Separate and nowhere close to equal

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The arts are a major economic driver in Colorado, but not every city is benefiting equally.
The gains flow disproportionately to the seven-county Denver Metropolitan area. In 2005, Denver-area cultural facilities were responsible for more than10,000 direct jobs, and $1.4 billion of economic activity.
In Colorado Springs, a 2004 study about the impact of the 10 largest nonprofit arts and cultural organizations attributed 754 direct and indirect jobs and $85 million in economic activity.
In 2005, the Denver Metro area had an estimated population of 2.4 million, compared to 587,000 in Colorado Springs.
With four times the population, the Denver area realized 20 times as many direct jobs, and 17 times the economic impact from arts and cultural facilities.
The reason might be because of a one-tenth of a percent sales tax approved by voters in 1998 to fund the metro-area Scientific and Cultural Facilities District, which has distributed hundreds of millions of dollars to qualifying nonprofits.
“Building on $38.3 million in investment through the Scientific and Cultural Facilities District tax, the cultural sector returned $387 million in new money to our local economy, an impressive 10:1 return on investment,” according to a 2005 analysis by the Colorado Business Coalition for the Arts.
Voters also authorized a $62.5 million bond issue to help fund a $110 million addition to the Denver Art Museum.
This fall, the Colorado Springs Fine Arts Center will unveil the David Tryba-designed addition to its iconic John Gaw Meem building. But there’s one very large difference between the projects: The addition, which will cost about $28.4 million, is entirely being paid for with private money.
In Denver, the SCFD distributes $40 million annually to more than 300 organizations.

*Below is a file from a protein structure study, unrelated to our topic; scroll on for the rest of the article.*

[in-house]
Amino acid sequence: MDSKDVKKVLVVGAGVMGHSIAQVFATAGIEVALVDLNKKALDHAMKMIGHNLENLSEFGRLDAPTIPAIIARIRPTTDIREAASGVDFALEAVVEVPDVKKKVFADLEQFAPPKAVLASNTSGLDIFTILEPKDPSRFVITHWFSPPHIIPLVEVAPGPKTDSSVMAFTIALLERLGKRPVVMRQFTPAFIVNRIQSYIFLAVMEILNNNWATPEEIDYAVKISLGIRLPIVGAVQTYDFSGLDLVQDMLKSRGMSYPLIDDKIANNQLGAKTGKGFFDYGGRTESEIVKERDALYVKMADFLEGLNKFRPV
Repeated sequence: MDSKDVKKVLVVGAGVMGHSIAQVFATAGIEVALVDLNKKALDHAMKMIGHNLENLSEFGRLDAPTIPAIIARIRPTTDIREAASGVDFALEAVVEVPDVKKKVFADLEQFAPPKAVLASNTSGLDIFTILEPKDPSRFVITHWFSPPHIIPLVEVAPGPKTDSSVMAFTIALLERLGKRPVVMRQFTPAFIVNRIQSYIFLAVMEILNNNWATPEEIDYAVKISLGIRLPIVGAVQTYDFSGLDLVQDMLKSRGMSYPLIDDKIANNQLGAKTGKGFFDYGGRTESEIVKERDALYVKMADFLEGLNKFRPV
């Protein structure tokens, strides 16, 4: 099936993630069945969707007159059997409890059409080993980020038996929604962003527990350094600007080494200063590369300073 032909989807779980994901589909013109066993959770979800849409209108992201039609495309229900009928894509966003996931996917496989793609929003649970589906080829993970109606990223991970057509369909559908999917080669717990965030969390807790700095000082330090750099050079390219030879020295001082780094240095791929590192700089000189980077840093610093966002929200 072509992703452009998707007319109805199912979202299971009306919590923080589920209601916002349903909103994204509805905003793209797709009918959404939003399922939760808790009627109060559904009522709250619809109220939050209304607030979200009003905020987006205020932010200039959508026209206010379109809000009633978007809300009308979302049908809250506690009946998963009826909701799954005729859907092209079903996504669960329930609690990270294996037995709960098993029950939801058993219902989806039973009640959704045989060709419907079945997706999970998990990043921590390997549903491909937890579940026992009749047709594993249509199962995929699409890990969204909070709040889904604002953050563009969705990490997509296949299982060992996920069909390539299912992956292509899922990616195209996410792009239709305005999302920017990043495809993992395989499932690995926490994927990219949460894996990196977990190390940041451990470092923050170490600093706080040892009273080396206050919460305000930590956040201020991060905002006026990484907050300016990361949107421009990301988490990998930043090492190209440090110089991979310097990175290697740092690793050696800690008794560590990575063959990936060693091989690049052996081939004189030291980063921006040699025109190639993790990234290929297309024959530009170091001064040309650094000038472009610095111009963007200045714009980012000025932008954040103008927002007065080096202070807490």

The five Tier 1 organizations — the zoo, the DAM, the Botanic Gardens, the Museum of Nature and Science and the Denver Center for the Performing Arts — received $21 million in 2005. The DAM received nearly $6 million.
Smaller organizations fared well, too.
The Colorado Springs Philharmonic Orchestra’s counterpart, the Colorado Symphony Orchestra, received $820,000, and the Arvada Center for the Arts and Humanities was awarded $1 million.
In Colorado Springs, only the city-owned Pioneers’ Museum receives public funding, which last year was about $840,000. The museum raised $150,000 from private donors.
Dave White, vice president of marketing for the Colorado Springs Economic Development Corp., said social factors play a key role in recruiting businesses.
“Executives who are coming from L.A. or New York are used to a big, diverse cultural scene — we can’t just sell rock climbing and fly fishing,” he said. “For example, we’re talking with a company whose CEO’s spouse is a music conductor, and she wants to be able to use her talents if they move.”
Eve Tilley, president of the Pikes Peak Arts Council, was succinct in describing the disparity.
“That’s why Denver’s a real city,” she said, “and we’re Cattle-Rattle Springs.”
Tilley said that local arts advocates put an arts tax on the ballot 15 years ago, only to see it handily defeated. She doubts that local voters would ever approve an arts tax.
“We just expect foundations and rich people to foot the bill,” she said.
Susan Greene, manager of the Colorado Springs Philharmonic, worries that even flagship nonprofits suffer by comparison with other cities.
“We don’t have an endowment,” she said. “We have to raise nearly $1 million annually, and it’s not easy to do that with $100 donations.”